Rwanda’s Human Rights Problem Makes it A Dangerous Destination for Migrants
Brian Latham reports on why human rights violations in Rwanda mean the Government’s deportation plans put vulnerable people at risk
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Even as Britain plans to send migrants to Rwanda, refugees who have fled the East African country to Zimbabwe’s Tongogara Refugee Camp refuse to go home. They should have been repatriated years ago, but they insist that Zimbabwe – a country not known for its respect of human rights – is still safer than Rwanda.
This is the absurdity of Suella Braverman’s plan, inherited from the previous Home Secretary Priti Patel and endorsed by her boss, Prime Minister Rishi Sunak. That Rwandans consider Zimbabwe, with its perennial economic and political crises, a benign or anodyne alternative to their own country seems to have escaped British consciousness, probably because Zimbabwe gets unrelenting bad press and Rwanda doesn’t.
Now, the High Court has judged the policy is “lawful” after a coalition of human rights charity took the UK Government to judicial review. The judgement added that each individual case must be considered individually by the Home Secretary, and quashed the decision to deport eight individuals.
Braverman, and Patel before her, wants to send very vulnerable human beings who have fled war, terror, torture, and slavery to an oppressive and authoritarian regime accused of sponsoring bloodshed in neighbouring Democratic Republic of Congo and a global smear campaign against its detractors.
Rwanda, as this newspaper has reported, is not a democracy. It jails critics and anyone brave enough to oppose it – and it’s a long way from Dover.
If Rwandan President Paul Kagame commits some (or, rather, another) egregious act against his own citizenry or against his Congolese neighbour, Braverman and her party will face a storm of outrage at home and abroad.
Think about it: in the shabby, old Tongogara Refugee Camp, hundreds of Rwandans live a miserable, hardscrabble existence but are afraid to leave. They fled during the nineties. If Rwanda isn’t safe for its own refugees, by what measure is it safe for people who have fled war and persecution to seek aslyum in Britain?
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Perhaps Braverman will tarry with some slippery remark about Commonwealth cooperation. But doing so would expose this policy for the farce it is.
It would be cheaper to process the people right here, at home. If, in a clean and transparent process they are found to be ineligible to remain in the UK, then the Government can send them home. Perhaps, with the asylum backlog currently leaving thousands languishing in the system, clean and transparent is too big an ask. It remains the case however, that it makes more sense than sending them to unsafe Rwanda.
The fact there are worse places than Rwanda isn’t an argument, either. Of course there are – including the countries from which asylum seekers coming to the UK have fled. But Braverman seems to think Britain can meet its human rights commitments by sending refugees to a country with a human rights problem. She wants to send them to a little country that jails people who criticise the president.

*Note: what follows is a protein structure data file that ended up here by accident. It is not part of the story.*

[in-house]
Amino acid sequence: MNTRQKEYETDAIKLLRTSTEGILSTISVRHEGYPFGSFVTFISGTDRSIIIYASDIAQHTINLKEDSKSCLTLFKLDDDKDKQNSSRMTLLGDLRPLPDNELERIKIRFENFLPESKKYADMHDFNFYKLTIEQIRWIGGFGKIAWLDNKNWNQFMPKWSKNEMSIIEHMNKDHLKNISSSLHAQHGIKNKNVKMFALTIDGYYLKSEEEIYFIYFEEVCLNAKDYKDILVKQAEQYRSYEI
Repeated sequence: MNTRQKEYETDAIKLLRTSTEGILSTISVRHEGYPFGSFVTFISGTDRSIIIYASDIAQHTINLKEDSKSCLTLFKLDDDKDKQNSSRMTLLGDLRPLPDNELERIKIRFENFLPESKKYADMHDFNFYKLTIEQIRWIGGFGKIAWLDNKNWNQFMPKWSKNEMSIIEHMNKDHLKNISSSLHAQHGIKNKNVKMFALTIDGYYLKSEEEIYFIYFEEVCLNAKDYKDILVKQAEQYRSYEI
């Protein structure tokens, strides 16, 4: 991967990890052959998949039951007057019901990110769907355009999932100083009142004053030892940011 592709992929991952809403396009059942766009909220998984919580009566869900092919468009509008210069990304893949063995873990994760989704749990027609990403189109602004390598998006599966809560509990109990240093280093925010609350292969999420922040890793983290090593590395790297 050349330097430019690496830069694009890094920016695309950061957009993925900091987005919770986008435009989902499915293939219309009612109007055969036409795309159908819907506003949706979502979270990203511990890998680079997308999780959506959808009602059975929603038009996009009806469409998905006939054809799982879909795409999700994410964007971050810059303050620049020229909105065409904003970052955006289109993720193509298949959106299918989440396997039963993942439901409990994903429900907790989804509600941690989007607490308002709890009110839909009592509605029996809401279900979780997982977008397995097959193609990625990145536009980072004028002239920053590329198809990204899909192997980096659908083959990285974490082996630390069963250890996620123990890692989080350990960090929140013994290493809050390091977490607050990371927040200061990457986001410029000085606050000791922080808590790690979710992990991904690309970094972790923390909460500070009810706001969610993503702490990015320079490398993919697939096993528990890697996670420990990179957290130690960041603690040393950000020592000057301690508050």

The Government has been able to put this plan in place here because the majority of Brits know absolutely nothing about Rwanda save that genocide happened there back in the day. It was just another African crisis. Since then, no one has taken much notice to the human rights issues that remain in the country.
But a lot has happened since 1994, and and apart from a growing economy, it’s been dark and dangerous few decades for ordinary Rwandans, who deserve better. They certainly don’t deserve to see their regime sanctified by disastrous British policy.
When the Rwanda scheme was first announced, many assumed it would mirror Australia’s policy of offshore refugee centres, where asylum seekers would be processed and then given refuge in the UK. The Australia policy does not come without criticism over extreme cruelty, but its offshore processing centres were not 6,000 miles away in a different hemisphere.
We must not forget the human rights issue, simply because Braverman has. Nor can we ignore important issues about infrastructure.
Rwanda generates a piddling 276 megawatts of electricity for its 13 million people, which means outside the capital there’s virtually no power. Half the population doesn’t have piped water. By comparison, South Africa needs about 60,000 megawatts and the UK about 76,000.
It’s hard to fathom how sending migrants to a poor, largely undeveloped African nation benefits anyone. Britain doesn’t benefit, the migrants don’t, and Rwanda gets a trifling £120 million and about £20,000 per person – or 3% of the cost of a new power station.
No one in Africa understands what appeal Rwanda holds for the UK, but everyone believes there is an ulterior motive. On a continent of one billion cynics, there’s a whole lot of speculation. But in Britain? Not much. Some small pockets of virtue signalled outrage, perhaps, but no one’s lobbing bits of pavement at the Government, probably because so few people care about the rights of the most vulnerable – both those who are facing deportation to Rwanda, and those who are already there.
So let’s just take the case of poor old Paul Rusesabagina who was kidnapped in Dubai, flown to Rwanda and convicted on terrorism charges. Hollywood made a film about him because he was a hero of the genocide – Hotel Rwanda. It earned Oscar, BAFTA and SAG nominations. Or consider the case of Yvonne Idamange, sentenced to 15 years for ‘’inciting public disorder.”.
This is the country Suella Braverman thinks is just fine for traumatised refugees. It really isn’t.
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